Above Picture: Mahaprajapati Gotami asks her stepson, Siddhartha Gautama, to allow female ordination
Since its founding by Siddhartha Gautama in sixth century B.C.E., Buddhism has attracted many followers from different cultural and socioeconomic backgrounds. Yet, despite the religion’s global appeal, the role of women in Buddhism has been a subject of public debate. Even though female Buddhists played important duties as nuns and motherly figures, Buddhist teachings have undermined women’s access to religious spaces and roles.
In contrast to their male counterparts, female nuns are subjected to stricter spiritual guidelines, which pose challenges in their monastic life. As shown in Buddhist texts, Siddhartha reluctantly allows women to become ordained after enforcing the Eight Garudhammas, which are additional spiritual guidelines directly imposed on nuns, not monks (Gethin 90). These rules require women to respect monks, undergo additional discipline training, and not worship in a space devoid of their male counterparts (Salgado 81-82). Furthermore, some Buddhist scholars interpreted that it is impossible for a woman to become a Buddha, barring women from reaching the highest spiritual level of their religion (Gethin 91). Some believe that males, given their state of rebirth, could only achieve the highest spiritual enlightenment and therefore become the exemplar of the Buddhist faith (Gethin 91). Consequently, the imposition of additional rules and the impossibility of female Buddhahood have subordinated “the nuns’ order to that of the monks” (Gethin 89). It seems that Buddhist teachings have depicted women as religious interlopers whose place belongs in the fringes of Buddhist worship and leadership among the monastery elite. Thus, Buddhist rules have prevented many women from gaining the privileges that are granted to men.
Moreover, Buddhists’ adherence to social customs has limited the spiritual growth of female followers. Given their physical and spiritual deviance from worldly pleasures, Buddhists rely on their local community to gain food and manage money (Gethin 93). In order for local residents to view Buddhists positively, Vinaya rules instructed the sangha, which is dominated by men, to avoid “behavior that might be misconstrued by the laity” (Gethin 94). Consequently, “talking in private with a woman or spending the night in the same house as woman” has been prohibited, preventing many female adherents in conservative cultures from receiving the same access to the social and spiritual fruits of Buddhism that men have (Gethin 94). It seems that the preservation of the cultural status quo has prevented many Buddhists from seeking female converts. Given Buddhists’ need to please their community for their sustainability, one’s access to religious spaces and resources has been based on the gender norms of his/her contemporary environment, where women rights have been nonexistent or suppressed.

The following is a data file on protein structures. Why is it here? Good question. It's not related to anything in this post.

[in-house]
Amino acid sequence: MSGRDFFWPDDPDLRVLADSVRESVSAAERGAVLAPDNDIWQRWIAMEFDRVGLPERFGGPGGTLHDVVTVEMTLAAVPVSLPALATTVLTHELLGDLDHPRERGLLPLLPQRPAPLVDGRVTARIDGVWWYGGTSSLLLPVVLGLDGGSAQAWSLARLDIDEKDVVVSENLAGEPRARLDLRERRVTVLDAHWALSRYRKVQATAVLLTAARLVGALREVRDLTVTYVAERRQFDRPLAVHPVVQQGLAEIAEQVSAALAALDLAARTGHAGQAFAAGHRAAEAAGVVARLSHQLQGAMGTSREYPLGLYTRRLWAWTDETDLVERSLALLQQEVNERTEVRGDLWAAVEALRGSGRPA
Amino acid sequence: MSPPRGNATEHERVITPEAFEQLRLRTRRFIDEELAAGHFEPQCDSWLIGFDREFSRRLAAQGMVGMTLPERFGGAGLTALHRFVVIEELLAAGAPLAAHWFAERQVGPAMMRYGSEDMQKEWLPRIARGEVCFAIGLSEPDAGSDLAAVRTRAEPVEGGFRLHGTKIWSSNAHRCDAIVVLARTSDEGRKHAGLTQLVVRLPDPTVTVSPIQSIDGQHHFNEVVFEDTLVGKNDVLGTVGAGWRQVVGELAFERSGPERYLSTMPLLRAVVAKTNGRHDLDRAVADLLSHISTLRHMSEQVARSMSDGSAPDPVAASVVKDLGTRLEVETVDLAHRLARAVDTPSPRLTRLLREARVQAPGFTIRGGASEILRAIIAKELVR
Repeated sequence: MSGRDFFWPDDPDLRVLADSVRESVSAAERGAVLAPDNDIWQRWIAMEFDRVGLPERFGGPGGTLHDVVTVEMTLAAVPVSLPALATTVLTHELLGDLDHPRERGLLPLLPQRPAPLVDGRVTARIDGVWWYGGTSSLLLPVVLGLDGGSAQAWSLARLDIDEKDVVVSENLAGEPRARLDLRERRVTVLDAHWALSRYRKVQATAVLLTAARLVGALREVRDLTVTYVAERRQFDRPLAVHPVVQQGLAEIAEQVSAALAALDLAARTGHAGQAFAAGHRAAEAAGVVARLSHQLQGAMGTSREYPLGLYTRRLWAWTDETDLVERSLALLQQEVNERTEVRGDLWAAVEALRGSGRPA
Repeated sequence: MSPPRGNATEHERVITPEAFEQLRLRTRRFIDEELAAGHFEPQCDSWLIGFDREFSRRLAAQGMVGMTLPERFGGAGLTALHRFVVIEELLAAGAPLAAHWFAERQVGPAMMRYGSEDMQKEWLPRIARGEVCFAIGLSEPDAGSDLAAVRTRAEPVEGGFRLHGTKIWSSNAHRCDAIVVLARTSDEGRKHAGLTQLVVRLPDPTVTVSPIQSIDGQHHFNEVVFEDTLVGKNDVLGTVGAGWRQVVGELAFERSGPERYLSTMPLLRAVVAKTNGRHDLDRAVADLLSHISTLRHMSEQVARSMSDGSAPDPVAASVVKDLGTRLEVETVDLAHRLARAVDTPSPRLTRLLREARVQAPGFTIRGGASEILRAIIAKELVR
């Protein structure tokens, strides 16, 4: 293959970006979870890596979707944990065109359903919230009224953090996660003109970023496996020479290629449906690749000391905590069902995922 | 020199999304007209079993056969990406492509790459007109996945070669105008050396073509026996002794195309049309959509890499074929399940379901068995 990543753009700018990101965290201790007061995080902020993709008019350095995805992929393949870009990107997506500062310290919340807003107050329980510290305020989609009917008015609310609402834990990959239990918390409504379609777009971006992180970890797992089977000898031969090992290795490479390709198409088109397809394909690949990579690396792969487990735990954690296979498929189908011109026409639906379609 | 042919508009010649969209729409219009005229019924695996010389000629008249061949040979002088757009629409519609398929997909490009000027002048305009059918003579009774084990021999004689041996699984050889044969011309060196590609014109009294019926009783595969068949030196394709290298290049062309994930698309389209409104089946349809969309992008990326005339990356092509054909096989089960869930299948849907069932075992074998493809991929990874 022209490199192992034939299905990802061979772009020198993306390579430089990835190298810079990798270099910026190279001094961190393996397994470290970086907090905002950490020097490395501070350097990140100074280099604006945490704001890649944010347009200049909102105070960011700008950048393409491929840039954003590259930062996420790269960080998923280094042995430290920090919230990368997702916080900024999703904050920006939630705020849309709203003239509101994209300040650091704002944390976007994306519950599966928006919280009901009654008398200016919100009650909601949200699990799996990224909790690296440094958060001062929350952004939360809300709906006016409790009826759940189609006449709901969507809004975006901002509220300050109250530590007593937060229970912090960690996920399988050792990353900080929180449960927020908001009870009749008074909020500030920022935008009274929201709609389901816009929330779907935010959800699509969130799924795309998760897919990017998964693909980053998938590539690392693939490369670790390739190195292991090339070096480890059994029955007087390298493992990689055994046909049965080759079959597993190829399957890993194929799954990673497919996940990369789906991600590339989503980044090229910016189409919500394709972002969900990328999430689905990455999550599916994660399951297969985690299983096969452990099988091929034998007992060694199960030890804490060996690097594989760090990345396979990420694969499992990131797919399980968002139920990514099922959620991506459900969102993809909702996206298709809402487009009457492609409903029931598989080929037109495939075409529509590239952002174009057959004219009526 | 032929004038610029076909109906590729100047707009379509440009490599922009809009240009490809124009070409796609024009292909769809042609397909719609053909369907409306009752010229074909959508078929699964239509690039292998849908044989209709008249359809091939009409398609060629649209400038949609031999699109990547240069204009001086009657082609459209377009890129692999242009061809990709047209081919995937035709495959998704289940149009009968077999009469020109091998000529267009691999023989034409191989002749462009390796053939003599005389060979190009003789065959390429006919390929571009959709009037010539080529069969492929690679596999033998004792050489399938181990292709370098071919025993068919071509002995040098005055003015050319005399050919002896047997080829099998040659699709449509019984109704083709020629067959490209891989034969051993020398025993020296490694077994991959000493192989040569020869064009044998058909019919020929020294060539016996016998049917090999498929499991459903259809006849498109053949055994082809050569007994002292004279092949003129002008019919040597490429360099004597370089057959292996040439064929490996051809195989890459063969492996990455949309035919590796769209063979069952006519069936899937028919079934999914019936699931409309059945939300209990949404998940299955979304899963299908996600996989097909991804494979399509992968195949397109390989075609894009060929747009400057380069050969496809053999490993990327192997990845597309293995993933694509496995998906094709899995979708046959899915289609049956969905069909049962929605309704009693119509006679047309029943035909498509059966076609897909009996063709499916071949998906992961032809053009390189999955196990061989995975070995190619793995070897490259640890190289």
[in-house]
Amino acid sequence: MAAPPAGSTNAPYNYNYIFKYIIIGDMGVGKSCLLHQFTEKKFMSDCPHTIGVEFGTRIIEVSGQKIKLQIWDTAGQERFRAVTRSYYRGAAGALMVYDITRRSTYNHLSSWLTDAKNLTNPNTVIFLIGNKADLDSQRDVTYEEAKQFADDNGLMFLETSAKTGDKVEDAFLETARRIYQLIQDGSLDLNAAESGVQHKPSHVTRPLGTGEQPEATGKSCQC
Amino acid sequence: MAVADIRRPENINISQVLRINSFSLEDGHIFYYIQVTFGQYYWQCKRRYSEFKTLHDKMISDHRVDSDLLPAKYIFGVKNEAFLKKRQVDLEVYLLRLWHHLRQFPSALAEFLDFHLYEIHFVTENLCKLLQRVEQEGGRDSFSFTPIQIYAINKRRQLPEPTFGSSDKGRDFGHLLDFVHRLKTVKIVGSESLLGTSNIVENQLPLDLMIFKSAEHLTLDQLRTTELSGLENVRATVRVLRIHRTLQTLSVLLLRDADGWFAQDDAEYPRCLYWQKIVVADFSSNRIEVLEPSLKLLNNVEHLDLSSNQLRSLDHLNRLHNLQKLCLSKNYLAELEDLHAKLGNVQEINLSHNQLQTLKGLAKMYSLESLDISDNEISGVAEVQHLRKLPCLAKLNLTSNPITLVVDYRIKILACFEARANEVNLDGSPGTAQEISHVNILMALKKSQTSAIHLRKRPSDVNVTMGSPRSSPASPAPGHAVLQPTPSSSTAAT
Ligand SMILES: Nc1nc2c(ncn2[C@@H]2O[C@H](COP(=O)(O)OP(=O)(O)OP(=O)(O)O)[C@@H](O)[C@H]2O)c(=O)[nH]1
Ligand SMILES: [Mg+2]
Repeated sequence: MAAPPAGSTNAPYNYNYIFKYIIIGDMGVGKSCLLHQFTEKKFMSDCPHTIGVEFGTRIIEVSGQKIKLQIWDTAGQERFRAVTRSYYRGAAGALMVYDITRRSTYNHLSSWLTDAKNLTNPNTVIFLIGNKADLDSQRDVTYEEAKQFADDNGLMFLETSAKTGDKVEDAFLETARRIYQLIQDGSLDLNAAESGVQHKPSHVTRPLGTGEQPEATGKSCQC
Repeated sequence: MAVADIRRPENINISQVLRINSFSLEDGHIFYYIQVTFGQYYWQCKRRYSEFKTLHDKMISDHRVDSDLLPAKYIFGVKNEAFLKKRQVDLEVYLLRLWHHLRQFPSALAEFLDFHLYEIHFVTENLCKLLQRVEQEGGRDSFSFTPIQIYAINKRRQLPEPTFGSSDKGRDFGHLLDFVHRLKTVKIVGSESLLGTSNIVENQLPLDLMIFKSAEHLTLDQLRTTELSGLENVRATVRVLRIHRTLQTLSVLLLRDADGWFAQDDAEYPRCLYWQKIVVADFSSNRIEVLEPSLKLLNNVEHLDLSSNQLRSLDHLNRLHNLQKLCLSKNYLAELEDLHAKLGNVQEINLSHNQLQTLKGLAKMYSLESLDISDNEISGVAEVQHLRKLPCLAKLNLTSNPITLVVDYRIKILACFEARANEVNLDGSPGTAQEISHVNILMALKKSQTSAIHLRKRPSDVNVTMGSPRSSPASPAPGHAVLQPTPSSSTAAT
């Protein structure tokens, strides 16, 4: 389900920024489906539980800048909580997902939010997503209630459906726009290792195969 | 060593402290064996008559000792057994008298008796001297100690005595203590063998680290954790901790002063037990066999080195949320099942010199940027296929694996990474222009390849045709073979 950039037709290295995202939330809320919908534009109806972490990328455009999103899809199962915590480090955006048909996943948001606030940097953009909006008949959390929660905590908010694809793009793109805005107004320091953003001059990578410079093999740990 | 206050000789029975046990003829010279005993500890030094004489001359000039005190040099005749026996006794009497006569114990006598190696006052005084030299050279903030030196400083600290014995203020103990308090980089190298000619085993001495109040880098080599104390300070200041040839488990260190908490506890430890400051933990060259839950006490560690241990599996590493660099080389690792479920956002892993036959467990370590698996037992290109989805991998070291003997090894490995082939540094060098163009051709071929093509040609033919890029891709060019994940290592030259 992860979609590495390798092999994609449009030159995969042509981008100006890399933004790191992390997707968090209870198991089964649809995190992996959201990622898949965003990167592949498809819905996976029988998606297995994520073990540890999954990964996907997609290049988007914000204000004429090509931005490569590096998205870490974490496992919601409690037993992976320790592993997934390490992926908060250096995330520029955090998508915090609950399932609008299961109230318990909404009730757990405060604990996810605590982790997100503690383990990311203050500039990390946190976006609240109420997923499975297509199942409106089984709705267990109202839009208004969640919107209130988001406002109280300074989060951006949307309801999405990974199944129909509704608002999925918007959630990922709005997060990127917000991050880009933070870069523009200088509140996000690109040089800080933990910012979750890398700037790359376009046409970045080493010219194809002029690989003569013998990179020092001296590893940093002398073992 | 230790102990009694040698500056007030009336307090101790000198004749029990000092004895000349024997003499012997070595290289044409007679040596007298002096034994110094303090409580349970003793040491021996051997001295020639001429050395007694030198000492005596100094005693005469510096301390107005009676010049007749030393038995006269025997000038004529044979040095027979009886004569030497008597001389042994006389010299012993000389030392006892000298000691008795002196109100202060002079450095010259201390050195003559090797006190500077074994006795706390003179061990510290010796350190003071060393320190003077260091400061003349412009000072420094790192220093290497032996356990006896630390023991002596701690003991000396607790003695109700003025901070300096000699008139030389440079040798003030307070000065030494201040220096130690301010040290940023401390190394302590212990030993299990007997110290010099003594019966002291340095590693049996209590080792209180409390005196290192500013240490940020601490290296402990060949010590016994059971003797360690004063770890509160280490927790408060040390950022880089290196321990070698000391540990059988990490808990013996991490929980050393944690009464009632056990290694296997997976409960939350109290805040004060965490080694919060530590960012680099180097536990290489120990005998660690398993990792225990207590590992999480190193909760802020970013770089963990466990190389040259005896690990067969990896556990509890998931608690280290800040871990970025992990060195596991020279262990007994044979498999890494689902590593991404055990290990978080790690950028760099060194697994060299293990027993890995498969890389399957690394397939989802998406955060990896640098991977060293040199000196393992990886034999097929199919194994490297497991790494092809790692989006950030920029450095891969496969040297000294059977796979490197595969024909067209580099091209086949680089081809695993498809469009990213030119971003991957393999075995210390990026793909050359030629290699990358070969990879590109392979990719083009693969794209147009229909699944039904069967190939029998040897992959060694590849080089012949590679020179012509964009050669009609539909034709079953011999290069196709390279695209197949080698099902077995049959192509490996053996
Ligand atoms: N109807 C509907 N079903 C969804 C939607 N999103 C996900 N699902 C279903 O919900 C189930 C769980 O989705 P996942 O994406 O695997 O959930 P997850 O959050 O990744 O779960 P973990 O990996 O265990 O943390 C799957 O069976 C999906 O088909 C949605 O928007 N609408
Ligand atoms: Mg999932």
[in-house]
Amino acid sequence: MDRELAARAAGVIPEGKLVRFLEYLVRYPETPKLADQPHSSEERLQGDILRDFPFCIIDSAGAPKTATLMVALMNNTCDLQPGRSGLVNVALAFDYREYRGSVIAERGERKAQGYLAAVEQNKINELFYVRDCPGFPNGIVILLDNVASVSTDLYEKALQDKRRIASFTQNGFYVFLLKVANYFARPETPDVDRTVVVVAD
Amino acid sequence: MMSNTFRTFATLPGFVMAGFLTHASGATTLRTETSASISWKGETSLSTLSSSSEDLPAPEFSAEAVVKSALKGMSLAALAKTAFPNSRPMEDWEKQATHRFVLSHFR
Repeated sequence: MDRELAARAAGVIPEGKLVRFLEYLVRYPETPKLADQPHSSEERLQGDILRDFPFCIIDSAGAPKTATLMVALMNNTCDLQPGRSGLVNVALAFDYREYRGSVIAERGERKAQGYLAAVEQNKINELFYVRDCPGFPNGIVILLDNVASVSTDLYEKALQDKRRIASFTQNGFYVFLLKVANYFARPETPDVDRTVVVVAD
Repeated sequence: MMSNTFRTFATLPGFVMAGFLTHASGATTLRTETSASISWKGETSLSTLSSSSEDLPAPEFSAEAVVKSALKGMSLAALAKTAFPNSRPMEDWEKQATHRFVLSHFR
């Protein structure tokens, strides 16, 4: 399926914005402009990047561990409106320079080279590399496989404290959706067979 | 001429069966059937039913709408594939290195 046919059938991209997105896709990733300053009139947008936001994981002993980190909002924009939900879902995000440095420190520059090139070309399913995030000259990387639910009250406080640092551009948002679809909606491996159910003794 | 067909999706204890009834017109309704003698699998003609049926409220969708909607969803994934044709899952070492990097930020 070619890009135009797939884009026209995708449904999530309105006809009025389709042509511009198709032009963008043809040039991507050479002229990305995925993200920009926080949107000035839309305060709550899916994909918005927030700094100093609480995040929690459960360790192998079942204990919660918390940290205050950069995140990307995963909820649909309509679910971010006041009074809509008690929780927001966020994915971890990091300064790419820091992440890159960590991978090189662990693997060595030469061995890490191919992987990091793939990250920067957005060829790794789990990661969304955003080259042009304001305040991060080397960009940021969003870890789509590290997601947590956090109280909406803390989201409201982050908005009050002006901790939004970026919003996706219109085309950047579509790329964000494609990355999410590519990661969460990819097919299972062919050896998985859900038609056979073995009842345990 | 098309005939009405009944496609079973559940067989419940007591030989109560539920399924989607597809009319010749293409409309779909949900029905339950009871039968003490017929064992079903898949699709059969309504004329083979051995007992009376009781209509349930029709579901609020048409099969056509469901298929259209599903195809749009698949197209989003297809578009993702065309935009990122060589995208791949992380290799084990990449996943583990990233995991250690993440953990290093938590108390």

Overall, the lacking female participation and leadership roles in Buddhism have been the byproduct of the religious traditions that favored male adherents. As members of a theoretically egalitarian faith, Buddhist leaders, mostly comprised of men, have yet to solve the limited spiritual engagement and opportunities of female followers ranging from commoners to devout nuns.
Gethin, Rupert. The Foundations of Buddhism. Oxford: Oxford University Press, 1998. Print.
Salgado, Nirmala. Buddhist Nuns and Gendered Practice: In Search of the Female Renunciant. Oxford: Oxford University Press, 2013. Print.